While embodiments, applications and advantages of the invention have been shown and described with sufficient clarity to enable one skilled in the art to make and use the invention, it would be equally apparent to those skilled in the art that many more embodiments, applications and advantages are possible without deviating from the inventive concepts disclosed and described herein. The invention therefore should only be restricted in accordance with the spirit of the claims appended hereto and is not to be restricted by the preferred embodiments, specification or drawings.

Claims (16)

What is claimed is:
1. An x-ray detector comprising:
an x-ray opaque outer housing;
a plurality of detector elements housed in said x-ray opaque outer housing, each of said detector elements comprising a scintillator element, an optical coupling element and a photo-detector element; and
attachment means for mounting and aligning said plurality of detector elements, said attachment means comprising means for x-positioning, means for y-positioning and means for rotational positioning;
wherein said scintillator elements are attached to an adjuster plate;
wherein said means for x-positioning comprises an x-axis positioning screw attached to the side of said outer housing and a first spring loaded return pin located on the side of said outer housing diametrically opposite said x-axis positioning screw, said first return pin biasing said adjuster plate against said x-axis positioning screw;
wherein said means for y-positioning comprises a y-axis positioning screw attached to the side of said outer housing substantially perpendicular to said x-axis positioning screw and a second spring loaded return pin located on the side of said outer housing diametrically opposite said y-axis positioning screw, said second return pin biasing said adjuster plate against said y-axis positioning screw; and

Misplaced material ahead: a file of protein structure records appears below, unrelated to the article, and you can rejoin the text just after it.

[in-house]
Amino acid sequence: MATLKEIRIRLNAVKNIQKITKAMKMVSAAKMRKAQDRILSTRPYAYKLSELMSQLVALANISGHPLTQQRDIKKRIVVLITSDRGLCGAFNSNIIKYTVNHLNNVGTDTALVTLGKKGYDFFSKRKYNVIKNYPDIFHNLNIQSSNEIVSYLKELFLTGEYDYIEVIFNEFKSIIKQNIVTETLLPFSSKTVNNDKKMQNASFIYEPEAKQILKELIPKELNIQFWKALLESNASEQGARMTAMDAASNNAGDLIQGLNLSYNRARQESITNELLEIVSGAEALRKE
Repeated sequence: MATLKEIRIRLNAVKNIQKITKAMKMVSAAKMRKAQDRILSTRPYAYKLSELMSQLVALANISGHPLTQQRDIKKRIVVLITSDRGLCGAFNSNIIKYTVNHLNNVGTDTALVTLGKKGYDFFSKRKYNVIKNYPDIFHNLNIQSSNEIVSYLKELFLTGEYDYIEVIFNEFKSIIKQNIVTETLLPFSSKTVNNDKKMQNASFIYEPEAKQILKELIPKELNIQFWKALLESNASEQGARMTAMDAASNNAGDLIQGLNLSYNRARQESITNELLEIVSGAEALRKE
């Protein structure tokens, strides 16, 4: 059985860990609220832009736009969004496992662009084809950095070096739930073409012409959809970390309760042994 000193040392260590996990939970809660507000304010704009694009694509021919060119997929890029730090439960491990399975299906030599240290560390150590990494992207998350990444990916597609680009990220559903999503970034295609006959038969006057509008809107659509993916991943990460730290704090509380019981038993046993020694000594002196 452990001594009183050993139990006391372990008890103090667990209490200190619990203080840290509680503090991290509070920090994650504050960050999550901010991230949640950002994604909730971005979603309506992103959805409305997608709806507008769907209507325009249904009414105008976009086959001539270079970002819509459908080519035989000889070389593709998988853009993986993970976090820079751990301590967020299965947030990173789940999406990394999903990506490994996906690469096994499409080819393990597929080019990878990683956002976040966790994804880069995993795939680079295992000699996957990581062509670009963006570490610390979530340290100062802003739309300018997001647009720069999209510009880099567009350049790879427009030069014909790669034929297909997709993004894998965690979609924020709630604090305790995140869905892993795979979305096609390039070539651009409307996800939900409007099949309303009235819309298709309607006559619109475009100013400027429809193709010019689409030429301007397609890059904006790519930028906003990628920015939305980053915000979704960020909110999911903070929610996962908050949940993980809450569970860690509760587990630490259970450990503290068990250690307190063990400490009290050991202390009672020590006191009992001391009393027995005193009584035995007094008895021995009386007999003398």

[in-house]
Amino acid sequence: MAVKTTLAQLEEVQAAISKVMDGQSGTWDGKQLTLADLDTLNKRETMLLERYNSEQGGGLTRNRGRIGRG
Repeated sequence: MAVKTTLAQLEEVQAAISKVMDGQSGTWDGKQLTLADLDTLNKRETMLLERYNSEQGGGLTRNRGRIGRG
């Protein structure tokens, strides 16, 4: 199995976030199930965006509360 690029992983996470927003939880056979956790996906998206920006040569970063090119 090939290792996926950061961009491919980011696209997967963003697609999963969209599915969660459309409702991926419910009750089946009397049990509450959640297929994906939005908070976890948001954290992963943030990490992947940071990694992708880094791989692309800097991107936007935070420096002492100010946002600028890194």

wherein said means for rotational positioning comprises a rotational bracket, having two end plates, supporting a rotational positioning screw on said one end plate and a third spring loaded return pin on said other end plate, and a tongue integrally attached to said outer housing, said tongue placed between said two end plates and biased by said third return pin against said rotational positioning screw.
2. An x-ray detector comprising:
an x-ray opaque outer housing;
a plurality of detector elements housed in said x-ray opaque outer housing, each of said detector elements comprising a scintillator element, an optical coupling element and a photo-detector element; and